Linking experiment and theory for three-dimensional networked binary metal nanoparticle–triblock terpolymer superstructures

Zihui Li, Kahyun Hur, Hiroaki Sai, Takeshi Higuchi, Atsushi Takahara, Hiroshi Jinnai, Sol M. Gruner, Ulrich Wiesner

    Research output: Contribution to journalArticlepeer-review

    60 Scopus citations

    Abstract

    © 2014 Macmillan Publishers Limited. Controlling superstructure of binary nanoparticle mixtures in three dimensions from self-assembly opens enormous opportunities for the design of materials with unique properties. Here we report on how the intimate coupling of synthesis, in-depth electron tomographic characterization and theory enables exquisite control of superstructure in highly ordered porous three-dimensional continuous networks from single and binary mixtures of metal nanoparticles with a triblock terpolymer. Poly(isoprene-block-styrene-block-(N,N-dimethylamino)ethyl methacrylate) is synthesized and used as structure-directing agent for ligand-stabilized platinum and gold nanoparticles. Quantitative analysis provides insights into short-and long-range nanoparticle-nanoparticle correlations, and local and global contributions to structural chirality in the networks. Results provide synthesis criteria for next-generation mesoporous network superstructures from binary nanoparticle mixtures for potential applications in areas including catalysis.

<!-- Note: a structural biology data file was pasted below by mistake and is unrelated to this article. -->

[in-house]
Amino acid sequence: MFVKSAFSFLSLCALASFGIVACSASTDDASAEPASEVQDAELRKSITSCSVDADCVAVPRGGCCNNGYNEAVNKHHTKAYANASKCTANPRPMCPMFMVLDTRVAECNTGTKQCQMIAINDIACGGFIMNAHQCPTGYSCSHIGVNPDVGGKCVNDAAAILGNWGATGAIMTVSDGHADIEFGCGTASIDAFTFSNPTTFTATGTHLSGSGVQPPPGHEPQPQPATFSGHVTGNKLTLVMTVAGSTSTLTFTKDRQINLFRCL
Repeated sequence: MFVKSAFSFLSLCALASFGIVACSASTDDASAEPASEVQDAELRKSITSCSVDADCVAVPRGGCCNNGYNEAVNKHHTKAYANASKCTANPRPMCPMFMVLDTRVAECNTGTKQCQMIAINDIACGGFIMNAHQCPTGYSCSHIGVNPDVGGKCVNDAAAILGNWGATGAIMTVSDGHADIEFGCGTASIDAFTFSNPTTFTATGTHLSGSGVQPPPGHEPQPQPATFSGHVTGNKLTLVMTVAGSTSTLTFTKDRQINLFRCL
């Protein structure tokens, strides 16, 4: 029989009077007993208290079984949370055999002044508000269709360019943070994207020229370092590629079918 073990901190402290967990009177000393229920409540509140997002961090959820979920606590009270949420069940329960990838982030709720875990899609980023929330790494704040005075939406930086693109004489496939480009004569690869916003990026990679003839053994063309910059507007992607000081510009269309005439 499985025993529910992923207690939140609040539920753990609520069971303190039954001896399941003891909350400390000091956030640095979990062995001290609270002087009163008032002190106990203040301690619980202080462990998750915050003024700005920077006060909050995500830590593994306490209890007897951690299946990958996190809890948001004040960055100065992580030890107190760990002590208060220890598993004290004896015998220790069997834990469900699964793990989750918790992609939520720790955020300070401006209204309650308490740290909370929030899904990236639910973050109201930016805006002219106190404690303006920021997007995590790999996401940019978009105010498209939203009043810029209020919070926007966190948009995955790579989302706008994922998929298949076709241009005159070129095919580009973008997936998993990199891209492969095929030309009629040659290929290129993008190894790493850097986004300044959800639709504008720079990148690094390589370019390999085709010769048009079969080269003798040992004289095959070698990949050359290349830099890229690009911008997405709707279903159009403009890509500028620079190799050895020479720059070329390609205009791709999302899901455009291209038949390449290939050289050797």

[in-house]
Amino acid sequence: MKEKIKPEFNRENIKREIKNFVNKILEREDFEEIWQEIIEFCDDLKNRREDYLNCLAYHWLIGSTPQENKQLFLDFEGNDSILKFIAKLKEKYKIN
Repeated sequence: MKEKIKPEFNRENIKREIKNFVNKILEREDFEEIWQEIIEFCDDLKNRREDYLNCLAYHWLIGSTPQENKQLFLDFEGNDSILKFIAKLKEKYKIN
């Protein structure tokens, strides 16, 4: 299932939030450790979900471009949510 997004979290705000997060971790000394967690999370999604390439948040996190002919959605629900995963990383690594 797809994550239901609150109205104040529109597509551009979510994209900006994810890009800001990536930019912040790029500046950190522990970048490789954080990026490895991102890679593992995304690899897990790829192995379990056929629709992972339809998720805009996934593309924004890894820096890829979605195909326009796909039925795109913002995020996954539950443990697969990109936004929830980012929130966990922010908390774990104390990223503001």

Original languageEnglish (US)
    JournalNature Communications
    Volume5
    Issue number1
    DOIs
    StatePublished - Feb 21 2014

    Bibliographical note

    KAUST Repository Item: Exported on 2020-10-01
    Acknowledged KAUST grant number(s): KUS-C1-018-02
    Acknowledgements: This work was supported by the NSF (DMR-1104773). K.H. was supported by award number KUS-C1-018-02, made by King Abdullah University of Science and Technology. Research made use of the Cornell Center for Materials Research Shared Facilities, supported through the NSF Materials Research Science and Engineering Centers program. The X-ray equipment was supported by Department of Energy Grant DE-FG02-10ER46693. Cornell High Energy Synchrotron Source was supported by the NSF and NIH-NIGMS via DMR-0936384. H.J. gratefully acknowledges the financial support received through a Grant-in-Aid (number 24310092) from the Ministry of Education, Culture, Sports, Science, and Technology (MEXT) of Japan. We gratefully acknowledge Joerg Werner (Cornell University) for experimental assistance.
    This publication acknowledges KAUST support, but has no KAUST affiliated authors.

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